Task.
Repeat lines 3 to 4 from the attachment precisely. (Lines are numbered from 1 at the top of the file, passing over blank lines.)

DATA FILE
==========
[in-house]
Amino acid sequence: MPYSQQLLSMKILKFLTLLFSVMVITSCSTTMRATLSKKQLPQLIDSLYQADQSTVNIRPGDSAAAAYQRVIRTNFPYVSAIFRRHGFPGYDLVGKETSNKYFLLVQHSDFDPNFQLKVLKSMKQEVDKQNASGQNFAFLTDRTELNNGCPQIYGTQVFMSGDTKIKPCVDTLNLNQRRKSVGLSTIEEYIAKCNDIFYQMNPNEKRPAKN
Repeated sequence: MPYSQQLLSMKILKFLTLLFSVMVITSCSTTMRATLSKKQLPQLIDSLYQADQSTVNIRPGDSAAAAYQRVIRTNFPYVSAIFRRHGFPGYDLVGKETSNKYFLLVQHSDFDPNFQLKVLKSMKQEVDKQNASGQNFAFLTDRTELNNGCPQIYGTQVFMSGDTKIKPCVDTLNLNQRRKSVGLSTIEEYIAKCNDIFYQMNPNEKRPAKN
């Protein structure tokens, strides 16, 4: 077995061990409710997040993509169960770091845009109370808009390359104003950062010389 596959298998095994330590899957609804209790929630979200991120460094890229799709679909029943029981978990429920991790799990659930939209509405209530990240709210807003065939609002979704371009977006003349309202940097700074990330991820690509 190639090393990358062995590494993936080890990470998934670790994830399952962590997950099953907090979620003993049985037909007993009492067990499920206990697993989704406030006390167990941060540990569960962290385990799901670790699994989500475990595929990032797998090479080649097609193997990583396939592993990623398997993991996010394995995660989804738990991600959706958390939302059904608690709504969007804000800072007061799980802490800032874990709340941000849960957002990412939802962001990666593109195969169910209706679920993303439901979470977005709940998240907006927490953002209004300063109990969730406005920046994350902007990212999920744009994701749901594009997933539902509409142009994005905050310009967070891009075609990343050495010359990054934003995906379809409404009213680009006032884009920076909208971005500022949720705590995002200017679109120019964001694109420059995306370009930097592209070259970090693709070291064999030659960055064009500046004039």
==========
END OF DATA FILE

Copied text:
Repeated sequence: MPYSQQLLSMKILKFLTLLFSVMVITSCSTTMRATLSKKQLPQLIDSLYQADQSTVNIRPGDSAAAAYQRVIRTNFPYVSAIFRRHGFPGYDLVGKETSNKYFLLVQHSDFDPNFQLKVLKSMKQEVDKQNASGQNFAFLTDRTELNNGCPQIYGTQVFMSGDTKIKPCVDTLNLNQRRKSVGLSTIEEYIAKCNDIFYQMNPNEKRPAKN
């Protein structure tokens, strides 16, 4: 077995061990409710997040993509169960770091845009109370808009390359104003950062010389 596959298998095994330590899957609804209790929630979200991120460094890229799709679909029943029981978990429920991790799990659930939209509405209530990240709210807003065939609002979704371009977006003349309202940097700074990330991820690509 190639090393990358062995590494993936080890990470998934670790994830399952962590997950099953907090979620003993049985037909007993009492067990499920206990697993989704406030006390167990941060540990569960962290385990799901670790699994989500475990595929990032797998090479080649097609193997990583396939592993990623398997993991996010394995995660989804738990991600959706958390939302059904608690709504969007804000800072007061799980802490800032874990709340941000849960957002990412939802962001990666593109195969169910209706679920993303439901979470977005709940998240907006927490953002209004300063109990969730406005920046994350902007990212999920744009994701749901594009997933539902509409142009994005905050310009967070891009075609990343050495010359990054934003995906379809409404009213680009006032884009920076909208971005500022949720705590995002200017679109120019964001694109420059995306370009930097592209070259970090693709070291064999030659960055064009500046004039």